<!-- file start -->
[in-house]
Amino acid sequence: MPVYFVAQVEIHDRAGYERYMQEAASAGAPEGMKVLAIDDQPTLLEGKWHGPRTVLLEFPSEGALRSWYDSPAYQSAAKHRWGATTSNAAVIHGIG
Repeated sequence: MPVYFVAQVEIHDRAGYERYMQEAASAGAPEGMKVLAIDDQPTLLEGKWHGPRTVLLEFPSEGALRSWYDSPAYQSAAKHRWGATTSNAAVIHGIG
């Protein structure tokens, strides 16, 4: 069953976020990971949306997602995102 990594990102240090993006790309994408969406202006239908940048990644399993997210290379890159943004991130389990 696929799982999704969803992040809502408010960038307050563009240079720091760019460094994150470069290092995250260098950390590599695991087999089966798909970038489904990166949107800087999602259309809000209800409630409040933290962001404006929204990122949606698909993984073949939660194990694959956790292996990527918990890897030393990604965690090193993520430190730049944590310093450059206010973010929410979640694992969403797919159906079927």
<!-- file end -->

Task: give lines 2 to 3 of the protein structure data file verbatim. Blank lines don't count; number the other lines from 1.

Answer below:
Amino acid sequence: MPVYFVAQVEIHDRAGYERYMQEAASAGAPEGMKVLAIDDQPTLLEGKWHGPRTVLLEFPSEGALRSWYDSPAYQSAAKHRWGATTSNAAVIHGIG
Repeated sequence: MPVYFVAQVEIHDRAGYERYMQEAASAGAPEGMKVLAIDDQPTLLEGKWHGPRTVLLEFPSEGALRSWYDSPAYQSAAKHRWGATTSNAAVIHGIG